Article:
Pin it

They say you should never mix business with pleasure. This workplace aphorism commands the ring of near proverbial truth—business is business, pleasure is pleasure. Intermingling the too could be, at best, distracting, and at worst, compromising. In the office, the Human Resources department regulates relationships between employees, refereeing the boundaries between work and sex. But “human resources” is also explicitly defined as “the personnel of a business or organization, especially when regarded as a significant asset.” A company is liable to maintain, not just the comfort and relative safety of their workers, but also their productivity, their value as individual assets.

The suppression of sex at work is hardly limited to 20th century corporate culture. In 1925, Aron Zalkind, a Soviet psychologist, drafted a list of sexual commandments aimed to temper the sexual libido of the working masses. Zalkind, like Freud, assumed an individual contained a quantitative amount of psychic energy. Too much sex would divert such energy away from Communism’s greater cause. A new society could not be built if worker’s gave into instant gratification and spent their emotional energies on each other rather than the state. Sex, in other words, was wasteful, a hinderance to individual productivity.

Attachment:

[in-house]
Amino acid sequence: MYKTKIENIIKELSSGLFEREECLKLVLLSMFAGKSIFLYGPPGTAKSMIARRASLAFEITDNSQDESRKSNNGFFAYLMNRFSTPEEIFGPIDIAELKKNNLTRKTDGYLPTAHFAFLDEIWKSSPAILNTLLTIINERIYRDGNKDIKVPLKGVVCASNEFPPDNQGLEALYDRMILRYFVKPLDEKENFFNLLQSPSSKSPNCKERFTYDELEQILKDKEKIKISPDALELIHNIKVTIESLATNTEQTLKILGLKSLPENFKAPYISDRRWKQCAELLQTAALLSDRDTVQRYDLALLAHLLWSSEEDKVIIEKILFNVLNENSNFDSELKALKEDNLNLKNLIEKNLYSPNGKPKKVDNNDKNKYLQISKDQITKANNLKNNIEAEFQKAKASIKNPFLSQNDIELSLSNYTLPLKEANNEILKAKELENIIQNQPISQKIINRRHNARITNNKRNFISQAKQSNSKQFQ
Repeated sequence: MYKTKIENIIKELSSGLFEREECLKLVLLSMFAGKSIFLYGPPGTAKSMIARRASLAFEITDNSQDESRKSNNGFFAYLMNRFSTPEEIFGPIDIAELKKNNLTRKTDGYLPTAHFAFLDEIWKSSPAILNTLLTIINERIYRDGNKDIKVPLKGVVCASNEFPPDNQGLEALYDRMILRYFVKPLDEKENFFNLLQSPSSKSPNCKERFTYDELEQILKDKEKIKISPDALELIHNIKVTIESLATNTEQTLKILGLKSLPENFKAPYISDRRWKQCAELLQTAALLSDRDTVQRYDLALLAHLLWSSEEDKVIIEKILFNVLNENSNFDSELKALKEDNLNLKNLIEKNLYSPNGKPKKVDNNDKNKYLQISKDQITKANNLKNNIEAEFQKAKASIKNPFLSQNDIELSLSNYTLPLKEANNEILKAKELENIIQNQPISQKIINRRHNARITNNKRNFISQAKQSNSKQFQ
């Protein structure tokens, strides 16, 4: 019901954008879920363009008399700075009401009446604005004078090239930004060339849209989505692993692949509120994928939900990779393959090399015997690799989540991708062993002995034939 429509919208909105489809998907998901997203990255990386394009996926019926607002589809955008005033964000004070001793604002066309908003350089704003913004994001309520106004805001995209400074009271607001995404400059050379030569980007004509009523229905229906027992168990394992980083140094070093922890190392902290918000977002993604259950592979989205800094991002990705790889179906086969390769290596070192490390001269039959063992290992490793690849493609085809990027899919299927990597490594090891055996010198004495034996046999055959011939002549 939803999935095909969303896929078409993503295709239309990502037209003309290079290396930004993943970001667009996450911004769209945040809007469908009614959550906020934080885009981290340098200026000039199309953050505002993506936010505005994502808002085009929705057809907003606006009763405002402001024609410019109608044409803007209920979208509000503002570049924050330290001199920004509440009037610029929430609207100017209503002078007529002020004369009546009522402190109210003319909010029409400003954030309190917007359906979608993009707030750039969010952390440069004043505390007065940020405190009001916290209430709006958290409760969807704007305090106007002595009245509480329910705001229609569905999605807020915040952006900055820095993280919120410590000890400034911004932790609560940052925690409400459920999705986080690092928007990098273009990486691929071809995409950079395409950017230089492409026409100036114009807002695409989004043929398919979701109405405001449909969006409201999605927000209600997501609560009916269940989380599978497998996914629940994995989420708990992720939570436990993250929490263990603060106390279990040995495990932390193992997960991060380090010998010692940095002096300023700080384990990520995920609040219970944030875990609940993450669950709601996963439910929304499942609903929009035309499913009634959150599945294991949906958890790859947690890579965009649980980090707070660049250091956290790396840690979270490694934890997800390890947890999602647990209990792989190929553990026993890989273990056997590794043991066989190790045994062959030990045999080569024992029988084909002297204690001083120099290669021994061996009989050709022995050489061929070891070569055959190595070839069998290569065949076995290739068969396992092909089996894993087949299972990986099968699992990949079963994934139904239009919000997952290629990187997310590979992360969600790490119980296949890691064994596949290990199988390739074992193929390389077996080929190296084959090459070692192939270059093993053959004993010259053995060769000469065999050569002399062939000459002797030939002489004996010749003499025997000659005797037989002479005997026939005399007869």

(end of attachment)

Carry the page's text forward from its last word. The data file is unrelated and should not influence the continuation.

Can pleasure be galvanizing? Can it be motivating?

But what is the relationship between pleasure and productivity? Can pleasure be galvanizing? Can it be motivating? There is this: whenever I am seeking a distraction from work, a way to “waste time” before I have to sit down and do something (like as I tried to write this) my first impulse is to masturbate. Seeking pleasure keeps me from my work, but it also refreshes me, returns me to focus. I’d guess that sexual frustration, a denial of one’s sexual tendencies, rather than sexual indulgence, is more counterproductive. And when you’re supposed to “do what you love and love what you do”—when the less you feel like you are working, the more you are willing to work—perhaps mixing business with pleasure is, regrettably, the most productive seduction of all.